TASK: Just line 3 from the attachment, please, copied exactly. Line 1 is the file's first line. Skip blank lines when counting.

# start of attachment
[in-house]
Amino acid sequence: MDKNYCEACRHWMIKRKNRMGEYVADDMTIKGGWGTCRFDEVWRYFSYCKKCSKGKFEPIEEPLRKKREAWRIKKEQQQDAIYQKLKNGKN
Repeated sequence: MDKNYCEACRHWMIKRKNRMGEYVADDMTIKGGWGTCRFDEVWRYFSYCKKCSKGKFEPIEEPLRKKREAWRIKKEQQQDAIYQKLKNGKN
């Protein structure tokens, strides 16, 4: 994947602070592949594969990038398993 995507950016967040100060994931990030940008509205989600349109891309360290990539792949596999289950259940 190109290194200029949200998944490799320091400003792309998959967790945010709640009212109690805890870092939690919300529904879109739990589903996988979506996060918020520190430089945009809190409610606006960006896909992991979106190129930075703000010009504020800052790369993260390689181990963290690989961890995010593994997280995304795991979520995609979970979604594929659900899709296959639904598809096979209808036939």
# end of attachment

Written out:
Repeated sequence: MDKNYCEACRHWMIKRKNRMGEYVADDMTIKGGWGTCRFDEVWRYFSYCKKCSKGKFEPIEEPLRKKREAWRIKKEQQQDAIYQKLKNGKN